Agenda for Scrutiny Panel on Homelessness on Friday, 25th January, 2013, 2.00pm

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Agenda and minutes

Venue: Hove Town Hall

Contact: Giles Rossington 

No. Item


Procedural Business

    (a)   Declaration of Substitutes – No substitutes are permitted on scrutiny panels.


    (b)  Declarations of Interest – Statements by all Members present of any personal interests in matters on the agenda, outlining the nature of any interest and whether the Members regard the interest as prejudicial under the terms of the Code of Conduct.


    (c)   Exclusion of Press and Public - To consider whether, in view of the nature of the business to be transacted, or the nature of the proceedings, the press and public should be excluded from the meeting when any of the following items are under consideration.


    NOTE:  Any item appearing in Part Two of the Agenda states in its heading the category under which the information disclosed in the report is exempt from disclosure and therefore not available to the public.


    A list and description of the exempt categories is available for public inspection at Brighton and Hove Town Halls.




    1A       Declarations of Interest


    1.1       There were none.     


    1B       Exclusion of Press and Public


    1.2       In accordance with section 100A(4) of the Local Government Act 1972, it was considered whether the press and public should be excluded from the meeting during the consideration of any items contained in the agenda, having regard to the nature of the business to be transacted and the nature of the proceedings and the likelihood as to whether, if members of the press and public were present, there would be disclosure to them of confidential or exempt information as defined in section 100l (1) of the said Act.


    1.3       RESOLVED –that the press and public be not excluded from the meeting.





Chair's Communications


    2.1       The Chair welcomed members, witnesses and the public to the first meeting of the panel, and stressed that the panel was keen to hear from anyone with an interest in the issue of homelessness, particularly people who have had direct experiences of homeless services.


Evidence from Witnesses

    Witnesses for this meeting are:


    • Sylvia Peckham, Head of Temporary Accommodation and Allocations, BHCC


    • Emily Ashmore, Allocations Manager, BHCC


    • Jenny Knight, Commissioning Officer for Rough Sleepers, Single Homeless and Substance Abuse, BHCC


    3.1       Witnessses. The panel heard evidence from Sylvia Peckham (SP), Brighton & Hove City Council (BHCC) Head of Temporary Accommodation and Allocations; Narinder Sundar (NS), BHCC Supporting People Manager; Emily Ashmore (EA), BHCC Allocations Manager; and Jenny Knight (JK), BHCC Commissioning Officer for Rough Sleepers.


    3.2Homelessness Duties. SP explained that the local authority have statutory duties to provide accommodation for homeless people, provided that five criteria are met:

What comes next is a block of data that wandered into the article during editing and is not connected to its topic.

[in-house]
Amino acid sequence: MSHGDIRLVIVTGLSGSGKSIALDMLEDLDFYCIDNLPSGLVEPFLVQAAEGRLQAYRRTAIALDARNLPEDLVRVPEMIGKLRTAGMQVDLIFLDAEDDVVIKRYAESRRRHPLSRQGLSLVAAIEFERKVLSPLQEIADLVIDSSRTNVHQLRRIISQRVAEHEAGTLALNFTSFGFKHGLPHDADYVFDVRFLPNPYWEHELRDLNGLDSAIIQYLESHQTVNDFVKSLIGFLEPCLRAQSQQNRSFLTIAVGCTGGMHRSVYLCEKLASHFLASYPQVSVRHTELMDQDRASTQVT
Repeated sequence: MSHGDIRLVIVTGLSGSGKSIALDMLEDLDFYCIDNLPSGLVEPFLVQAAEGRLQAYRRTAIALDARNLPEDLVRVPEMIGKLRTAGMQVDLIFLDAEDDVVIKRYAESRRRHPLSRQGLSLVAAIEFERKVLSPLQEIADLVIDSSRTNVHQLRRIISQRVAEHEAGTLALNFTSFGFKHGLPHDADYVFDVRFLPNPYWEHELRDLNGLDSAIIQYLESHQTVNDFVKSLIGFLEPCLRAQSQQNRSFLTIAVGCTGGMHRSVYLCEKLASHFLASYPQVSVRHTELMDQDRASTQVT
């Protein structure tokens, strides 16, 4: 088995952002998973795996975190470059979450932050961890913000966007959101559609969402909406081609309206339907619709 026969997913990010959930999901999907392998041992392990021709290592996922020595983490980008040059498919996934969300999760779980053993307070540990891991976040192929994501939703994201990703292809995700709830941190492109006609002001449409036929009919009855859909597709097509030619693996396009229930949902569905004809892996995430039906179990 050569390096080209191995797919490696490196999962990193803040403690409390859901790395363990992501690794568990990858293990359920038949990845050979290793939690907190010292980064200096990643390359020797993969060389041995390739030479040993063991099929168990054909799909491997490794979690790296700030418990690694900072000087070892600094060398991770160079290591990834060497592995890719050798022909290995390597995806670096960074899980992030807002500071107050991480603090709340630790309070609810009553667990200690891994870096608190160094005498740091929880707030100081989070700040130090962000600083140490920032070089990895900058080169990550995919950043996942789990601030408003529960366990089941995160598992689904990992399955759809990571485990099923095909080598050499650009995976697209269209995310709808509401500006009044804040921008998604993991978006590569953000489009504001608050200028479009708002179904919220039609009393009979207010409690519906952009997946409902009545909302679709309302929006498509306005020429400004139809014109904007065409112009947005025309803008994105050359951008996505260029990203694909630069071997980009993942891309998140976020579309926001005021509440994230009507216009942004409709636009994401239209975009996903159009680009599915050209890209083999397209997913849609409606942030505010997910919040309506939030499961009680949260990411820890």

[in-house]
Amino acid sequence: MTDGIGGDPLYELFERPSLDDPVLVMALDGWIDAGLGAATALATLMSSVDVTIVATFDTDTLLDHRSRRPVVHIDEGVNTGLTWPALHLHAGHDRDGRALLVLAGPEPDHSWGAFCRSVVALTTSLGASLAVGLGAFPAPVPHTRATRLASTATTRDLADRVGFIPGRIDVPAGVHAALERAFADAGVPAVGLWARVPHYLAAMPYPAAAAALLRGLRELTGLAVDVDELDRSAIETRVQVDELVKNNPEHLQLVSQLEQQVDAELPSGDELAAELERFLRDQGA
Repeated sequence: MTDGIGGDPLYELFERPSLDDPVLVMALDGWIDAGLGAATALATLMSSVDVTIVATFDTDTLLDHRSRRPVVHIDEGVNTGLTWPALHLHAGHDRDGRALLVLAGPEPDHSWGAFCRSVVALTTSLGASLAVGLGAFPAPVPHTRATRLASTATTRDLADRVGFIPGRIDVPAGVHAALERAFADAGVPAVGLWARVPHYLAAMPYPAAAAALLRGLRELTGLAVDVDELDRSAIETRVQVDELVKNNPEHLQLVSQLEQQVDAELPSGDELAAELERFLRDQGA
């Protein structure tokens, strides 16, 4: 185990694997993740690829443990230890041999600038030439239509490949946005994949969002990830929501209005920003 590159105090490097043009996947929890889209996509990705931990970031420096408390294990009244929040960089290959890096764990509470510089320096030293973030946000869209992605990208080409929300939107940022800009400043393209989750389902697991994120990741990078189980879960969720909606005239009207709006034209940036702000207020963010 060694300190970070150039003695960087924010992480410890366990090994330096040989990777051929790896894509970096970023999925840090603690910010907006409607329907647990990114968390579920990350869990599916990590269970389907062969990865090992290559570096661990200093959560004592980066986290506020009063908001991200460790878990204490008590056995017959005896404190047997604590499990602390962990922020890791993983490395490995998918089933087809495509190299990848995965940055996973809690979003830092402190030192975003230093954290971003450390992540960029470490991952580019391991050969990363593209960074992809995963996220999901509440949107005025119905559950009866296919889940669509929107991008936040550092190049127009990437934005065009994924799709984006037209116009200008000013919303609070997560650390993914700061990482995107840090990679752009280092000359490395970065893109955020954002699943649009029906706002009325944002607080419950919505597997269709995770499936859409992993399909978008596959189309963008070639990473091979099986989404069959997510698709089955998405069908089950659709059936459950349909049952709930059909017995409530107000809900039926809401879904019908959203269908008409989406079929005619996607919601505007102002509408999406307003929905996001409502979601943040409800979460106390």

• that the person is eligible for services (e.g. they are a British citizen);
    • that they are actually homeless (or will imminently be made homeless);
    • that they are not ‘intentionally homeless’ (e.g. they are not being evicted due to their anti-social behaviour or failure to pay rent etc);
    • that they have a ‘local connection’ (e.g. that they have lived in the area for 3 of the past 5 years, are working in the city, or have close family living in the city etc);
    • That they are in a ‘priority need category’ (e.g. they have a vulnerability that means that they are in greater need of secure housing than most people).


    3.3       Other Duties to House. Even where people fail to qualify for help under homeless legislation, they may be still eligible under adult social care (ASC) or children’s (CYP) legislation, where the eligibility rules are somewhat different. In past years, accommodation for these clients was generally arranged by the services concerned, but this was not always good value; nor were clients always properly supported in claiming Housing Benefit (HB) etc. (In two-tier local authorities, this split in responsibilities is clear as homelessness duties rest with District Councils whilst ASC/CYP duties lie with County Councils; but BHCC is a unitary authority, responsible for all these duties, and so we are one of relatively few authorities to provide temporary accommodation on a corporate basis.


    3.4       Temporary Accommodation. It was formerly the case that the Council just reacted to homelessness and typically sought to discharge its responsibilities under homeless legislation by offering eligible clients secure tenancies. However, recent years have seen a move (here and elsewhere) away from this model, towards one which emphasises prevention, and which typically offers temporary accommodation to homeless clients. The previous model had been flawed in that it had the potential to encourage people to become homeless in order to access social housing tenancies. It also had the effect of placing relatively large numbers of vulnerable people in social housing (since you need, by definition, to be vulnerable to be accepted as homeless by the Council), with a potentially detrimental impact on the cohesiveness of these communities. Placing vulnerable people in temporary accommodation gives the housing service an opportunity to work with them to provide training and support to help them eventually manage their own tenancies, hopefully avoiding a situation where people who have failed to manage a tenancy and have become homeless are granted another tenancy which they will then fail to manage.